A crafty and detailed Wes Anderson film

'Isle of Dogs' soundtrack artwork

‘Isle of Dogs’ soundtrack artwork

‘Isle of Dogs’ film review

By Jerrison Oracion, Senior Columnist




Lots of us at the Other Press like Wes Anderson, and ever since his next film Isle of Dogs was announced a year ago we’ve been anxiously awaiting its release.

I thought that the film was going to be live action until our Social Media Coordinator Mercedes Deutscher told me that it was going to be animated like Fantastic Mr. Fox. Had it been live action, the film would have had to use a lot of CGI to make the dogs talk. Originally going to be released this month, Isle of Dogs was released a few weeks earlier on March 23 and was released in Vancouver on March 28.

The film takes us to Japan in 2038, where a dog (Courtney B. Vance) narrates our story in true Wes Anderson-style and explains that a dog virus is sweeping the country. Six months after Mayor Kobayashi (Kunichi Nomura) of Megasaki City passes a law that sends all of the dogs to a nearby island called Trash Island, his adoptive nephew and ward, Atari (Koyu Rankin), flies a plane to the island to find his dog Spots (Liev Schreiber). Atari crashes his plane on the island and is found by a few dogs including Chief (Bryan Cranston), Rex (Edward Norton), Boss (Bill Murray), Duke (Jeff Goldblum), and King (Bob Balaban). They all try to find Spots even though Chief does not like to take orders from humans—though as they spend more time together, Atari and Chief start to become more connected.

Wes Anderson’s use of details makes the film look realistic and creates beautiful images. If you watch all of Anderson’s films, you will notice trends in the camera movements and specific shots that he does. While Isle of Dogs takes place in the future, the cinematography makes it look like the 1960s.

Throughout the film, there are references to Japanese cinema, including the dogs sneezing a lot to reference the fart joke in the Yasujiro Ozu film Good Morning, and the score of Seven Samurai being played on a radio in one scene. Atari’s name is a reference to the Japanese game company. The film has both English and Japanese language and even the text is shown in both languages. There is a note in the beginning of the film that shows that the Japanese-speaking characters are translated through in-movie translators, and also states that dog barks are “rendered in English.” It is unknown if, in the Japanese version of the film, the Japanese-speaking characters will not be translated.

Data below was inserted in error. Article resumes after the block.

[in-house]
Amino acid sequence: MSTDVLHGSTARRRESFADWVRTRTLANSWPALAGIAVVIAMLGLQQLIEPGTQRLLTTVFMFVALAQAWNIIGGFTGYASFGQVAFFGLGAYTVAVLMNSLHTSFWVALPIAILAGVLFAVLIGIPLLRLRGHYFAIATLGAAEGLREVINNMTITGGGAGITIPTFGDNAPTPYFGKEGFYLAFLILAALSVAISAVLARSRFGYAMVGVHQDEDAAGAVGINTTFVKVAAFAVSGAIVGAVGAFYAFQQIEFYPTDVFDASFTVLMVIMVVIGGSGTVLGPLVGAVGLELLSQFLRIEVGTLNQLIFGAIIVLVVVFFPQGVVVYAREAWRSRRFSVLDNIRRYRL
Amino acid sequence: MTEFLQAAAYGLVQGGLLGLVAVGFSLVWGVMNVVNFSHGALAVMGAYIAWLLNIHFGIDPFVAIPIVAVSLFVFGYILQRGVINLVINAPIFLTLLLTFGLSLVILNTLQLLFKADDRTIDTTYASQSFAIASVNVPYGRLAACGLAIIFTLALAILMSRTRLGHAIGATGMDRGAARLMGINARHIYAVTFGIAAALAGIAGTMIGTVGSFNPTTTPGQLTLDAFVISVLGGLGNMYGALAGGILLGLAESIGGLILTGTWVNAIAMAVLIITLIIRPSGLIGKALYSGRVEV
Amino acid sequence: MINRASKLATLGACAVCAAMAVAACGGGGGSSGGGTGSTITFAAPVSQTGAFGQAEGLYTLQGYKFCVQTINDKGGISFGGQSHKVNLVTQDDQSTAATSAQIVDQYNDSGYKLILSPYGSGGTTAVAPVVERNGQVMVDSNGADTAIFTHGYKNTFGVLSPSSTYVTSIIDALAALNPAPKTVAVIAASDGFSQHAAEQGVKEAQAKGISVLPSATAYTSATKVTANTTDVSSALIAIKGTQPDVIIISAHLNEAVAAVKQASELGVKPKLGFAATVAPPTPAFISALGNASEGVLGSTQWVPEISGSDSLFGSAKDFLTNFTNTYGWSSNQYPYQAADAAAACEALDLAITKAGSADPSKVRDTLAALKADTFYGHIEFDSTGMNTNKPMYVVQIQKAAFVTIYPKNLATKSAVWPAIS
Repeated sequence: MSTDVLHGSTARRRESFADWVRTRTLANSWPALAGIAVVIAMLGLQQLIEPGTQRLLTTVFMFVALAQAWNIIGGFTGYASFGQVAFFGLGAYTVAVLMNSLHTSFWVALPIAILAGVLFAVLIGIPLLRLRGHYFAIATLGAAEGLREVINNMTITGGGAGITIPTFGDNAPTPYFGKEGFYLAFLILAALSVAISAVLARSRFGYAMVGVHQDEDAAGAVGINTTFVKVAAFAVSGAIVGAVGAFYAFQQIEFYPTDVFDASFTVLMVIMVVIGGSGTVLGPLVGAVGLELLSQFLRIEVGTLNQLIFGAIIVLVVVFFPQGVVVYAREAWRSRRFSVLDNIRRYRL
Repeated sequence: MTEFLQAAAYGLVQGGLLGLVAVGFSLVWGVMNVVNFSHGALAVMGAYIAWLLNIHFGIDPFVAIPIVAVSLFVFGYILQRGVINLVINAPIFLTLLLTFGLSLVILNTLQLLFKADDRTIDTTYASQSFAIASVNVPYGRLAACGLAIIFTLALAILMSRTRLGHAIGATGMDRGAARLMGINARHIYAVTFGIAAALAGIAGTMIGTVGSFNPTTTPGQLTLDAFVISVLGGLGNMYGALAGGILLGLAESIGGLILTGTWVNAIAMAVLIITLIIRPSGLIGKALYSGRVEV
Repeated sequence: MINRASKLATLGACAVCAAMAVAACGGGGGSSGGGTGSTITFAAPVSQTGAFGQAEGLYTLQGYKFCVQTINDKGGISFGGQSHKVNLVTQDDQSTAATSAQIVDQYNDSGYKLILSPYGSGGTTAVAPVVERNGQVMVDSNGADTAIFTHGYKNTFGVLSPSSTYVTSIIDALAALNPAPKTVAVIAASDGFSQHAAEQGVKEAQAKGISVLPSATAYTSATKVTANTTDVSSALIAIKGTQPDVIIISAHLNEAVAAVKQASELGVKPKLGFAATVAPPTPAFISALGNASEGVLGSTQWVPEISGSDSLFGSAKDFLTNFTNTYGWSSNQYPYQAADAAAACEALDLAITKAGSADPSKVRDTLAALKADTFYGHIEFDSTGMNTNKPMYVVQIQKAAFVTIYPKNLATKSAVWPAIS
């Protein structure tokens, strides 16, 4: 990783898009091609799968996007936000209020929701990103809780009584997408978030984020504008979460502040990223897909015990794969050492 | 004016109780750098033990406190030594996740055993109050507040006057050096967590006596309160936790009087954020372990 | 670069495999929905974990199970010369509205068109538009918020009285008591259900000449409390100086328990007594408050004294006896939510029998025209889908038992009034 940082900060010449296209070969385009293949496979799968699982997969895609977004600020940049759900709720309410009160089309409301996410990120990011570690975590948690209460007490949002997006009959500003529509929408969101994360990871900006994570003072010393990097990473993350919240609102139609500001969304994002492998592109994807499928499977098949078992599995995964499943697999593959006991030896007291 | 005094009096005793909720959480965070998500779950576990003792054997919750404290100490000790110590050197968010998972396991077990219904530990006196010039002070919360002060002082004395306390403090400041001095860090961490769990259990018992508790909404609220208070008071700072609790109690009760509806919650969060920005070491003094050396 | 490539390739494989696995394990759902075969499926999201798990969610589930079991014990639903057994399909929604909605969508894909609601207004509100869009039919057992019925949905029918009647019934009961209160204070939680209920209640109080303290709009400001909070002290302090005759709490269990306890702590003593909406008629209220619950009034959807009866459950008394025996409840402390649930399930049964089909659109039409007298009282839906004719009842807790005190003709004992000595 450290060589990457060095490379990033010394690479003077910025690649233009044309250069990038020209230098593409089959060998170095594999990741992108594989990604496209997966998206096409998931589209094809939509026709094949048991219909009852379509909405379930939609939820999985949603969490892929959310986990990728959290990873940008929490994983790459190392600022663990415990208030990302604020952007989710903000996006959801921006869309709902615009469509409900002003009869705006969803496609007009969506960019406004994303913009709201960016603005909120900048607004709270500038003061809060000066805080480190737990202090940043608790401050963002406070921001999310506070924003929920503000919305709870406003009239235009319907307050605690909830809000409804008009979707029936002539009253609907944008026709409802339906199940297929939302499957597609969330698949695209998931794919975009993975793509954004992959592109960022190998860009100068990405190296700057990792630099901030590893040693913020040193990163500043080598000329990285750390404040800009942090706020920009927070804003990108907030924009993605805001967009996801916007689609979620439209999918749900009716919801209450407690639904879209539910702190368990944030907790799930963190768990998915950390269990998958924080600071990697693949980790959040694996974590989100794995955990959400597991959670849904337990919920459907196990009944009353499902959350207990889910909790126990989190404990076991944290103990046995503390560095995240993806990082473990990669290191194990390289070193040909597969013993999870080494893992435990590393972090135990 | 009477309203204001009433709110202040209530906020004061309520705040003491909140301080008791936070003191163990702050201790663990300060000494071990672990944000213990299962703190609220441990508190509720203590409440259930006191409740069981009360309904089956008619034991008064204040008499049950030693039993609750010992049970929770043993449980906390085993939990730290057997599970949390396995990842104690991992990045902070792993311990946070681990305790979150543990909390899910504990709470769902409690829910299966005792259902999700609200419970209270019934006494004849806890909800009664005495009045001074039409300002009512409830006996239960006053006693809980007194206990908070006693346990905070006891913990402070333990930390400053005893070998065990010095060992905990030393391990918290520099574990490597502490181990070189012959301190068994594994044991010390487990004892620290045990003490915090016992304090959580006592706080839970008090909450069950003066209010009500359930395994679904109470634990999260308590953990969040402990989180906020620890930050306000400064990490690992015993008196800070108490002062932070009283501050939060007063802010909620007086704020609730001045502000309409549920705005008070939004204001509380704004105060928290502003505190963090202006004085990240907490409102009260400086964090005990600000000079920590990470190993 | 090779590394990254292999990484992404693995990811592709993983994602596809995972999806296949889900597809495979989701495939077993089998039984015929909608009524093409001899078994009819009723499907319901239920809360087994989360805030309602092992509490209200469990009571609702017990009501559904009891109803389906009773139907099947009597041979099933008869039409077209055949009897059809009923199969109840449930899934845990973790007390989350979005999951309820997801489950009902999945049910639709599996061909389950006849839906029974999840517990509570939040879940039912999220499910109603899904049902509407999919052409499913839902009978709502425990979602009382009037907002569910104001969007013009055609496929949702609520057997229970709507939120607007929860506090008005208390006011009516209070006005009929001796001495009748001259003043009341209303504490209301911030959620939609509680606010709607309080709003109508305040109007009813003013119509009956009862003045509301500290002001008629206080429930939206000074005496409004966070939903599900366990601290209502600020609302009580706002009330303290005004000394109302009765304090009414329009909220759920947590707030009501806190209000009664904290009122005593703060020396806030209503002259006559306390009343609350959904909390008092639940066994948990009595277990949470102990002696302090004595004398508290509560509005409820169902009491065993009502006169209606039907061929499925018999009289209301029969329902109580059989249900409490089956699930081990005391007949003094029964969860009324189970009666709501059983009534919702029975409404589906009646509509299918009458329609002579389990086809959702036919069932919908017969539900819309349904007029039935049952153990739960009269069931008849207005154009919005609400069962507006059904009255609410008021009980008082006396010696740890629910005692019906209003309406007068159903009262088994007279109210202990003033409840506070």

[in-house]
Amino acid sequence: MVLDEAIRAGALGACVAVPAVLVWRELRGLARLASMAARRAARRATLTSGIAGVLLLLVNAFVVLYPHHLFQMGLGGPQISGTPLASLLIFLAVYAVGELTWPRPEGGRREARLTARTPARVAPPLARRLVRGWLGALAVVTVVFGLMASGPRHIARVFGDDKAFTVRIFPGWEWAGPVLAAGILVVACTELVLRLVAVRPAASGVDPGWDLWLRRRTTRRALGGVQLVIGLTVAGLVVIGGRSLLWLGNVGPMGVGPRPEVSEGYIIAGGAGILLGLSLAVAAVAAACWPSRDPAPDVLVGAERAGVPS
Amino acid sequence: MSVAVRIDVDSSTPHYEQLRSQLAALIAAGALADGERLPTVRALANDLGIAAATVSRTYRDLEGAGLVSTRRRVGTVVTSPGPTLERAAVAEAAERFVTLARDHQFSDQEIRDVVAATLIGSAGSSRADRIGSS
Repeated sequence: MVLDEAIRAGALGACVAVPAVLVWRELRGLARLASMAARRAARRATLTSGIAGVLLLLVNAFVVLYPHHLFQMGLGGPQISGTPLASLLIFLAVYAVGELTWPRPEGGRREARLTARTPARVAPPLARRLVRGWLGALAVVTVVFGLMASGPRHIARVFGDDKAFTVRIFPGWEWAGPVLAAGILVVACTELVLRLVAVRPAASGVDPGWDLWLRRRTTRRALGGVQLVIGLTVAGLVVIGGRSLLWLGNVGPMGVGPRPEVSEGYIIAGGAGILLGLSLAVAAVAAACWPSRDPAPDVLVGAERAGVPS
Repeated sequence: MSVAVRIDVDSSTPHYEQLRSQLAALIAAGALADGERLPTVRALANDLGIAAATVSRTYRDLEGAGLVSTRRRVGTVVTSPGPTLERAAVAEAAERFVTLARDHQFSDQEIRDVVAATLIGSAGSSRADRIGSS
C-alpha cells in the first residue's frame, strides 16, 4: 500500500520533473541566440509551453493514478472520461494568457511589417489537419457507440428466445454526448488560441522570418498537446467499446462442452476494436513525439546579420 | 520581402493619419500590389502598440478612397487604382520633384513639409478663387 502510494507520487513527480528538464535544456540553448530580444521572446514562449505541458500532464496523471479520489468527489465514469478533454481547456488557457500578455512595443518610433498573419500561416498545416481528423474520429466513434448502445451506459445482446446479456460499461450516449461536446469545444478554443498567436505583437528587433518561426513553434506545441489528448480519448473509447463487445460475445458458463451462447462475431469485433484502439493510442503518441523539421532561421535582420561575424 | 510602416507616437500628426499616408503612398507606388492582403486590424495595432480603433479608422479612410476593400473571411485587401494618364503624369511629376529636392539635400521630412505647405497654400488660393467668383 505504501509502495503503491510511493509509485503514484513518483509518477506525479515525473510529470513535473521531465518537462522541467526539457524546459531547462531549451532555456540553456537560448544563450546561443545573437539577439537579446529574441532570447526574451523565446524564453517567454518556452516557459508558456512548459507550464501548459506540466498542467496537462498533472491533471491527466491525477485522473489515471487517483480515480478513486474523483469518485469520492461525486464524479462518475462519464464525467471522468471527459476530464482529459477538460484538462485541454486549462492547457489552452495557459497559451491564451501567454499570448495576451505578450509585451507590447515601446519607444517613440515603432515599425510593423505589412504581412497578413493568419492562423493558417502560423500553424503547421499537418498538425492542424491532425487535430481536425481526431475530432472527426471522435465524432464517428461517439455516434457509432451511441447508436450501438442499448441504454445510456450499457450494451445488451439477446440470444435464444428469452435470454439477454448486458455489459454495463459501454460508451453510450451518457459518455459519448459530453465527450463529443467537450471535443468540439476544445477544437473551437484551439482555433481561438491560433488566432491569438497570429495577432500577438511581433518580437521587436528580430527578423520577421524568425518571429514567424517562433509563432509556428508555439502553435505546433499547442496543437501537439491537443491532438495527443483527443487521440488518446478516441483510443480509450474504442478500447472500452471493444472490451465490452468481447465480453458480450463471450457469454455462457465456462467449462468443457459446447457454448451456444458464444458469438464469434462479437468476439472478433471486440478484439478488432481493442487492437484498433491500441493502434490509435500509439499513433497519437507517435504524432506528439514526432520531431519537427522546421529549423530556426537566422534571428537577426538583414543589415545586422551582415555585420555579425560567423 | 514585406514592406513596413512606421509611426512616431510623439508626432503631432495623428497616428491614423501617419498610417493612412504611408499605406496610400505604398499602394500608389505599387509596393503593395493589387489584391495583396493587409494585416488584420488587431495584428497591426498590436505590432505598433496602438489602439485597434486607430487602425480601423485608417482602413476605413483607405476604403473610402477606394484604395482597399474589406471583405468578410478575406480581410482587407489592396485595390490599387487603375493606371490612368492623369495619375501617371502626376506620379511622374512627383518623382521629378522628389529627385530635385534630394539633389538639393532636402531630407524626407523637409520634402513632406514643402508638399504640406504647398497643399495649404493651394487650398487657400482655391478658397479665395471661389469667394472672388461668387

Mayor Kobayashi’s butler, Major Domo (Akira Takayama), is the scariest character out of all Wes Anderson films because of both how he looks and how he talks. Isle of Dogs has some of Anderson’s regular voice actors, while others are new to working with him, and some of the highlights include Greta Gerwig playing a foreign exchange student named Tracy Walker, Scarlett Johansson playing a poodle named Nutmeg, Frances McDormand playing an interpreter, and Yoko Ono playing a scientist who is also named Yoko Ono, and who looks like her younger real-life self.  Some voice actors only say a few lines, including Tilda Swinton playing a pug named Oracle and Ken Watanabe playing a surgeon.

Isle of Dogs is my second favourite Wes Anderson film and one that fans of the filmmaker will want to see. If you’d like to learn how the film was made, you can go to a workshop by the film’s lead storyboard artist Jay Clarke presented by VIFF, which is happening this week between Thursday and Friday at 7:30 p.m. at The Annex. Although it is sold out, rush line tickets might be available at the door.


The Other Press

The Other Press, Douglas College's student newspaper since 1976. Articles, insight and updates from the New West and Coquitlam campuses.

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